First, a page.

Planning a business trip for your employees or colleagues

Your employees’ or colleagues’ performance on the road is directly related to how well their trip was organised and prepared. Here’s how to plan a successful trip.

Planning a business trip should always make productivity and keeping the whole trip as stress-free and as safe, particularly in a world dominated by COVID, as possible. To do this requires strategic and smart planning. 

After all, there are a lot of factors involved to bear in mind, specifics to work through, arrangements to make, and schedules to align. And even after all that has been done, you still have to deal with the prospect of issues turning up when your traveller is on the road. Again, with rules and guidance changing all of the time with the pandemic, this is even more important. 

As a travel planner, the best thing you can do is to be as prepared as possible so that you can be free to fix issues as and when they occur. 

But, how do you go about doing that?

Consider their usual preferences

While the pandemic may mean that their normal preferences can not be catered to, use the things that you know they like and dislike to plan their trip.

Maybe they prefer quick connections between flights, or perhaps they would rather have a more leisurely layover. Do they prefer self-catering accommodation or hotels?

Check the current guidelines

Things keep changing at the moment, from periods of quarantine to whether a countries borders are open at all for non-essential travel. Some airlines and countries may insist on evidence that you are COVID-free before you travel – and if they don’t right now, they almost certainly will in the near future.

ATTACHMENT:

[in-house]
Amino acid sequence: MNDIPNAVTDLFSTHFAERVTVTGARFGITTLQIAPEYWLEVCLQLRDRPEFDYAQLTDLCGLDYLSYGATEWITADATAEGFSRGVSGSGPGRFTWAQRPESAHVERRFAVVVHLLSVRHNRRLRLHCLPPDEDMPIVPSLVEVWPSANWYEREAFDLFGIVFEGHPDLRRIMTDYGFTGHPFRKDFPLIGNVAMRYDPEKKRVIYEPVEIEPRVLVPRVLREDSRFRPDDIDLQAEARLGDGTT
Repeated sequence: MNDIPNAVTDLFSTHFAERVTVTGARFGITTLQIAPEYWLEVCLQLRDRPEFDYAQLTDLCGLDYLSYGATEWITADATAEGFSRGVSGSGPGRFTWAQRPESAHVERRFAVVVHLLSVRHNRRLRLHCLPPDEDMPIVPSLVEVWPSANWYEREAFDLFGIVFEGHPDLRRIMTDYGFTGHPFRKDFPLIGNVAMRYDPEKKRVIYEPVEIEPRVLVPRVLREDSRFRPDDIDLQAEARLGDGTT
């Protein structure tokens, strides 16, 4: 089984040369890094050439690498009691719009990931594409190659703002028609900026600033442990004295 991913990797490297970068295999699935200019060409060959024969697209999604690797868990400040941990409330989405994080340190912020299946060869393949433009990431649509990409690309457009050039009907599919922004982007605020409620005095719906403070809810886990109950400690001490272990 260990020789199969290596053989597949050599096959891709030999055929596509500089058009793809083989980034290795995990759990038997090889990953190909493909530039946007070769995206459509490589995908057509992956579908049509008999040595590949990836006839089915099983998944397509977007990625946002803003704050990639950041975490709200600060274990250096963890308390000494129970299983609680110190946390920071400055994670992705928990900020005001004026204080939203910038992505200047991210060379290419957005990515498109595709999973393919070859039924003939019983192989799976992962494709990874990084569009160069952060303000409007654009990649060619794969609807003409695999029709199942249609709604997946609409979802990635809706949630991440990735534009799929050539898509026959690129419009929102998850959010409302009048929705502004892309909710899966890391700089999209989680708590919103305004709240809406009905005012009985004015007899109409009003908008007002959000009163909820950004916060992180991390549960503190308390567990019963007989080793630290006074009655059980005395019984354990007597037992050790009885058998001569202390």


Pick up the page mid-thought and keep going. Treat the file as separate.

You can overcome this issue by making sure that your employee or colleague has a fit to fly test certificate.

Create an itinerary

Most people like to know what to expect, especially when it comes to working matters.  Ensure they have their schedules and timetables, routes, times, addresses and all the necessary information and 1documents all collated in one place. 

Plan for extras

While it is a business trip and they are getting paid to do it as part of their job, there is no reason why you can’t make it an enjoyable activity too.

In fact, by making sure they are having a good time and throwing in a few extras – giving them a day off to sightsee, allowing them to take their husband or wife with them – means that they are much more likely to be relaxed and therefore work better while they are there.

Debrief after the trip

Once the traveller has arrived back home, arrange a debrief meeting This is a valuable way to gain feedback on how to improve future business travel arrangements.

Ask them what they feel went well or not so well, what they thought of the accommodation and catering and so on. This will helpt to inform you going forward and make each business trip more productive and offer more value for money.

Photo by Basil Samuel Lade